Antigua's Prime Minister Rubbishes Plan by Former LIAT Pilot to Sue Him

ST. JOHN’S, Antigua – Prime Minister Gaston Browne has rubbished plans by a former pilot with the cash-strapped regional airline, LIAT, to sue him for defamation.

caveneFormer LIAT pilot, Neil Cave (Left) and Prime Minister Gaston Browne (File Photo)“As usual, Neil is looking for ‘noticement’ and relevance,” Prime Minister Browne said.

Pilot Neil Cave, who has been leading the fight for terminated employees to get monies owed to them, claims that Prime Minister Browne made defamatory statements and tarnished his reputation while speaking on his weekend radio show in Antigua recently.

Browne is reported to have said that he would not support the pilot returning to a revived LIAT and, in fact, if the government of Barbados “tried to get him back in there, we are going to protest”.

On Monday, Cave said Browne’s remarks made on a radio program, were a personal attack on him and his “good name” because he dared to speak out about the “injustices” going on at the Antigua-based company.

The Barbadian pilot disclosed that he would be filing a lawsuit in the court in St John’s shortly, asking for an undisclosed sum of damages.

“I have been defamed. The bottom line is I have spoken to others who have been supporting me, and I am looking at this time at filing a lawsuit against Mr. Browne for his comments. We will, at the moment, proceed in that direction.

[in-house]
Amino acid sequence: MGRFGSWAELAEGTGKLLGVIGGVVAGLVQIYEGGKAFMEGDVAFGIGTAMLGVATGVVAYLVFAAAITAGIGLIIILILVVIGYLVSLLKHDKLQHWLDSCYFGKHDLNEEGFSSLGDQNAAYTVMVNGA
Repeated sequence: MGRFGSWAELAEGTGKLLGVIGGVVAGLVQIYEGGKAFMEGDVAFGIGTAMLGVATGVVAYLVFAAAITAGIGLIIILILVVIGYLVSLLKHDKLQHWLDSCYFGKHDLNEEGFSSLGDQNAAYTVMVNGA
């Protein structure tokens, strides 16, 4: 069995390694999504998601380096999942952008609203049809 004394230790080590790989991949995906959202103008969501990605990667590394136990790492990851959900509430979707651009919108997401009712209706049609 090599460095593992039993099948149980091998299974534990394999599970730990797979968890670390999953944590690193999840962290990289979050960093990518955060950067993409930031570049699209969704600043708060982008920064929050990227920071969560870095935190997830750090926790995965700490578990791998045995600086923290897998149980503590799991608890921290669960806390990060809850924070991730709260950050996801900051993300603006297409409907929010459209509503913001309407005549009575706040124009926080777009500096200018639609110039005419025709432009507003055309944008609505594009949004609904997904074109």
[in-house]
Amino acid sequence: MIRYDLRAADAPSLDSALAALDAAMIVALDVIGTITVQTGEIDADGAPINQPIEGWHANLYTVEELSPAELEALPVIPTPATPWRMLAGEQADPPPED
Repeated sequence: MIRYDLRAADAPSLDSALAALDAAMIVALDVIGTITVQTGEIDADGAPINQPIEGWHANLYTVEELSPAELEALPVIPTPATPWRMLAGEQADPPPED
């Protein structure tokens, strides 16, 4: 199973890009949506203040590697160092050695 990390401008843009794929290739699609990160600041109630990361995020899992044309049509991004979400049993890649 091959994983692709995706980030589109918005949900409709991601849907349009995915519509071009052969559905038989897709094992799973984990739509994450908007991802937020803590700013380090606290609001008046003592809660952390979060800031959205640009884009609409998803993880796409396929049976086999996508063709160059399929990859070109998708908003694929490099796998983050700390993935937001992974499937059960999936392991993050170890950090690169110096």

“It is a very unfair situation. I realize it’s an uphill battle and I will continue to fight and I will not be bullied by Prime Minister Gaston Browne and I will not be intimidated by his schoolboy bully tactics.”

But Prime Minister Browne told the Observer Media group that the comments in question were actually made in Parliament, and not on radio as was suggested, and called the lawsuit threat an example of Cave “looking to be seen”.

“A statement of fact, made in the Parliament of Antigua and Barbuda, where I swore an oath to speak without fear or favor, could never be defeated in a court of law,” Browne added.

Last month, St. Vincent and the Grenadines Prime Minister, Dr. Ralph Gonsalves, said he has a “plan in mind” for regional air travel and while he did not disclose the plan to listeners of a radio program in his homeland, Gonsalves detailed the history of the failed regional carrier LIAT, an entity he served as chairman of for the shareholder governments.

The airline, is owned by the governments of Antigua and Barbuda, Barbados, Dominica and St Vincent and the Grenadines (SVG). Antigua and Barbuda Prime Minister Gaston Browne said previously that a decision had been taken that would allow Barbados and SVG to turn over their shares in LIAT to St. John’s for one EC dollar (One EC dollar=US$0.37 cents).